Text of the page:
Map out a marketing calendar to succeed
“However beautiful the strategy, you should occasionally look at the results.” – Winston Churchill
Implementing a marketing strategy without knowing if it is working is a common mistake many businesses make. Too often budgets are spent on good ideas and judgment calls, but hunches and guestimates don’t always deliver the best results.
In a nutshell, for today’s businesses to be successful at marketing, they need to have
- informative research around a defined target market
- a value proposition that differentiates the business from the competition
- marketing tactics that are effective to increase revenue
However, just like humans, no business is perfect. As business environments change, organizations need to always be evolving. To do this, they need to make changes based on analysis showing where there are areas for improvement. I have a motto I live by that I share with all my clients…
“It’s not a mistake if you learn from it!”
That’s where the marketing calendar comes in. Some see the marketing calendar as an instruction manual that a business executes. That is true, but it can and should be more than one dimensional.
There are three basic functions for a successful marketing calendar
Layout tactics within segmented campaigns
Track planned activities and budgets versus what actually happens
Analyze measurements of success (e.g. profits, new clients, etc.)
Ten tips when developing a marketing calendar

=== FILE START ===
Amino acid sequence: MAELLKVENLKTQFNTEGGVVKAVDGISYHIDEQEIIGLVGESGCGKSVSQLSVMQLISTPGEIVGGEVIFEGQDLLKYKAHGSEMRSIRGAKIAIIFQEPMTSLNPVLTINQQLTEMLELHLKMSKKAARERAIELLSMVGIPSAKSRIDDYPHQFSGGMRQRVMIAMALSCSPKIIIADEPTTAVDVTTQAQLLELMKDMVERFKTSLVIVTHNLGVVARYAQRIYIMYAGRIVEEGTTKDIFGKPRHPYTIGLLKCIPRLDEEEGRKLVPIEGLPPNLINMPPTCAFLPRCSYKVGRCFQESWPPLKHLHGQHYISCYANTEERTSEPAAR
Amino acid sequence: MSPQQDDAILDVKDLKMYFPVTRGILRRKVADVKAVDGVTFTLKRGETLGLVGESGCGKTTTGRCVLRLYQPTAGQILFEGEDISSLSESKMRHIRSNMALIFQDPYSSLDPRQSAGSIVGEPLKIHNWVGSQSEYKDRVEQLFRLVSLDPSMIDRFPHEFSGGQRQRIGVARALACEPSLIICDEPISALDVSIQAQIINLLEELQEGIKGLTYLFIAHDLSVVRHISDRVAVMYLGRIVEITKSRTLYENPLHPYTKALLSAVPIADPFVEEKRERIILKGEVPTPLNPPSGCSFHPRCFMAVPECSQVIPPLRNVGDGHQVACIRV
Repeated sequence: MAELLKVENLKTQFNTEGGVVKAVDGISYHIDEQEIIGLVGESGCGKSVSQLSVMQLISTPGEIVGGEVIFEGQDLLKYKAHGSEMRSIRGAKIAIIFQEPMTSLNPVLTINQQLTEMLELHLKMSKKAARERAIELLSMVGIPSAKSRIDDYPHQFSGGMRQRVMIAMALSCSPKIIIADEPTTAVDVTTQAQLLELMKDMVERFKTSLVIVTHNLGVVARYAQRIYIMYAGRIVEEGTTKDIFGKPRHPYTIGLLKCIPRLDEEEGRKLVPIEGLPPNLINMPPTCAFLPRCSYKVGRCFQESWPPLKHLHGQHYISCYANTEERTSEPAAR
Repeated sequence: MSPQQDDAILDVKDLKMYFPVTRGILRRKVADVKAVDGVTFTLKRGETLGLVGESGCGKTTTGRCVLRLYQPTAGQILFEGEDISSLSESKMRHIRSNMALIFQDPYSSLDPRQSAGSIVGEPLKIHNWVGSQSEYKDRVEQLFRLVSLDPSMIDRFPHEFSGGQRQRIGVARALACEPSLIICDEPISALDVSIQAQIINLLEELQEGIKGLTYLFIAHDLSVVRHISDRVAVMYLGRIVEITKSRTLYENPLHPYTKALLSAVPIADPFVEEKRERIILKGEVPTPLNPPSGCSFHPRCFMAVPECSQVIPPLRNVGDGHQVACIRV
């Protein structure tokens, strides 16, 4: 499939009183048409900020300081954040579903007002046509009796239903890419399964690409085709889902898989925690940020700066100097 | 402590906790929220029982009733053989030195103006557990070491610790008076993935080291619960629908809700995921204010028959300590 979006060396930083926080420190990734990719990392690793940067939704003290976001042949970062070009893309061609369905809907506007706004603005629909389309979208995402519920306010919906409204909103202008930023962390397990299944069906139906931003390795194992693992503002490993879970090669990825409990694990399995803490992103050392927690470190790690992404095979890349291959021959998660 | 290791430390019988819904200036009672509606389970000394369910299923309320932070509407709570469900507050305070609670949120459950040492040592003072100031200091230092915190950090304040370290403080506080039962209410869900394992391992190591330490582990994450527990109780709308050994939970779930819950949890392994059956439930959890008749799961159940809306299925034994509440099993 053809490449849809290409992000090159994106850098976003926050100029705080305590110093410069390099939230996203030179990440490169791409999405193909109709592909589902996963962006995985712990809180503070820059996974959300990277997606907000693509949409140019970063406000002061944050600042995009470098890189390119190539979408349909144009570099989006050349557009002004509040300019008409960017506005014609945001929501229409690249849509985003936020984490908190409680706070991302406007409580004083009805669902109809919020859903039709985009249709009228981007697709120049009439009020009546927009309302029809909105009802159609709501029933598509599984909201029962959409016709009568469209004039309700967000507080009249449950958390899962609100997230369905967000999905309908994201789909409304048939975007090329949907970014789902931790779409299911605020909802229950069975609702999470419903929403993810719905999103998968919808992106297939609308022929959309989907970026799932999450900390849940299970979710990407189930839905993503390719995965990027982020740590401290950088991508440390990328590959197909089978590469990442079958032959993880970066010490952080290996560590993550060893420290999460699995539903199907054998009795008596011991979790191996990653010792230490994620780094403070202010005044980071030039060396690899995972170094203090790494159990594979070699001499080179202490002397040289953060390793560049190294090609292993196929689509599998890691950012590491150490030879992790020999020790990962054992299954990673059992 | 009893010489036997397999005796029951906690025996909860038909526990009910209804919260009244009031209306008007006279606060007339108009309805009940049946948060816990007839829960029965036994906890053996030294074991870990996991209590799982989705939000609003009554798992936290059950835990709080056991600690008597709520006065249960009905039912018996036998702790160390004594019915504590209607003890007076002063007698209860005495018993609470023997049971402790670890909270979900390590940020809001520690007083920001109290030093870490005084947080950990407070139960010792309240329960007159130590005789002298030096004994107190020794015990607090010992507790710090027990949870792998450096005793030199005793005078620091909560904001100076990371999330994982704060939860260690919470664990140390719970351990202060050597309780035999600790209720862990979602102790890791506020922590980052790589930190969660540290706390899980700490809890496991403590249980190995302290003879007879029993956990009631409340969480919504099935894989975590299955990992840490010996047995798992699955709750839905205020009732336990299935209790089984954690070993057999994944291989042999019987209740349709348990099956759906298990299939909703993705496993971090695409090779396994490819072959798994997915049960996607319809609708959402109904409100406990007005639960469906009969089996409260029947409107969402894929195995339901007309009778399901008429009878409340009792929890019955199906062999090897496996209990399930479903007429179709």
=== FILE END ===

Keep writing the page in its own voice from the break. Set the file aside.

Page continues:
1. One consolidated view. Elements of a successful calendar are a complete view of the year, tactics, ownership, budgets and actual activities, costs and results versus the original plan.
2. Stumble through your first. The original calendar is the hardest to create, as there is no barometer to base projections on, but they get easier year after year.
3. The well might go dry. If a business sticks with the same approach, it will eventually move out of favor, so be prepared to adapt and succeed.
4. Trial and error. Sophisticated marketing is simply a matter of testing one approach versus another and then shifting resources to the approach that gives a better return on investment. The more you test, the more knowledge you gain.
5. Time and money are limited. It is all about resource optimization to drive the best results.
6. Shared costs. It is not just about direct out-of-pocket costs. Look to create partnerships with other organizations to save or share marketing expenses.
7. Intangibles. Sometimes marketing delivers positive outcomes that are hard to see (e.g. brand awareness).
8. Accountability. Assign owners to each task and frequently share the high-level results with the team to keep them informed and motivated.
9. ROI. Smaller businesses really need to act like Fortune 500 companies, continually tracking and analyzing their marketing efforts like the bigger fish in the pond.
10. A historic record. Keeping a copy of annual calendars helps gauge activities and results over the long term.
Byrnes Consulting has developed a proprietary marketing calendar template that can help your organization plan, execute, measure and succeed. Contact us for a consulting engagement.